• Working in collaboration with outside groups who make an impact on climate justice issues that affect vulnerable members of our Southeast Michigan community. 
  • Adding our voice to local, state, and national dialog on climate related policies.

Every aspect of congregational life is part of this effort, keeping aware of how we can all work on “zero waste” and a smaller carbon footprint. UUAA groups leading this effort include the Climate Action / Climate Justice Team, the Food Justice Team, UUAA youth working with the Sunrise Movement and others.

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Radical Welcome

As a radically welcoming congregation, we actively invite the voices, presence, and power of many people and groups in order to help shape the congregation’s common life and mission. We seek especially to include the people and groups systematically pushed to the margins, cast out, silenced, and closeted.

As congregants, Radical Welcome asks each of us to:

  •  bring our culture, our voice, our whole self to engage in truly mutual relationships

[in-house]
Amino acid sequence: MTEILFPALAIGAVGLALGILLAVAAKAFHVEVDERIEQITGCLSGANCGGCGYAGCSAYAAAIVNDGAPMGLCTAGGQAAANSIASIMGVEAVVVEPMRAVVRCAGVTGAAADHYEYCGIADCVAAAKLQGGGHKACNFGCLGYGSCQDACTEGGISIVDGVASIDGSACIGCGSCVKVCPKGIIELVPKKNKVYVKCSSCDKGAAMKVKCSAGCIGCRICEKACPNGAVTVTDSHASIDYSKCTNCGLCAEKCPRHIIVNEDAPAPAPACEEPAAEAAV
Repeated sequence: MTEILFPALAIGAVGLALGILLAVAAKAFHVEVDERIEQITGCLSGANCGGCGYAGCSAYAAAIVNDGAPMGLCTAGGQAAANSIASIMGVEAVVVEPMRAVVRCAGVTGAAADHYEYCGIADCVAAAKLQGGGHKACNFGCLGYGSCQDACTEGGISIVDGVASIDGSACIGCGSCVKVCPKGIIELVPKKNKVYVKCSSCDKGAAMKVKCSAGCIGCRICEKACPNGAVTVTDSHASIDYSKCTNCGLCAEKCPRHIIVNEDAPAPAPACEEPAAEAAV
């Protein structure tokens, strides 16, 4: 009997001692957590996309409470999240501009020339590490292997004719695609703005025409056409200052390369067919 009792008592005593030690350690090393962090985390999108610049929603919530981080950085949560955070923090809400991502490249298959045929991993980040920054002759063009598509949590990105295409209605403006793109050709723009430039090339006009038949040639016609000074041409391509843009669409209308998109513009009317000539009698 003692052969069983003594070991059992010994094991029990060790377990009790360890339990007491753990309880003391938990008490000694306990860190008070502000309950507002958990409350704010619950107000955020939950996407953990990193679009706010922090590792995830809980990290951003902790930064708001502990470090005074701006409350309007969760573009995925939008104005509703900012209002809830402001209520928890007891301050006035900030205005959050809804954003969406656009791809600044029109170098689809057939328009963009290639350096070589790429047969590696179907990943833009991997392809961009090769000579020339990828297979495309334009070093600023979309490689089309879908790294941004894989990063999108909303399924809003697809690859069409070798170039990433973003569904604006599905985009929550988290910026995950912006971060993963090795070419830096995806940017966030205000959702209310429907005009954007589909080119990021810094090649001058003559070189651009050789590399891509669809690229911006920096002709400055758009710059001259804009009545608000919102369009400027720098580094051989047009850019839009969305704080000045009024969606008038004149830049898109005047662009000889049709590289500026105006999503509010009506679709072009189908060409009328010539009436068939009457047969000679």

•  be present, to listen, to be curious, to be compassionate and open-hearted
  • be willing to be changed by those who come to our Congregation
  • celebrate our common humanity

As elected leaders, lay leaders, and staff, Radical Welcome asks us to:

  • seek to ensure that the presence, gifts, and perspectives of all people will be visible and valued
  • engage with congregants and groups in the UUAA community when they feel their voices aren’t being heard about systemic issues
  • develop new systems and modify existing systems, programs, and communications that invite and welcome all people – including those from groups who have been historically marginalized.

As a Radically Welcoming congregation, we aspire to become known and recognized as a transformed and transforming congregation with open doors and open hearts, where different people and groups share power, and shape identity, mission, leadership, worship, and ministries.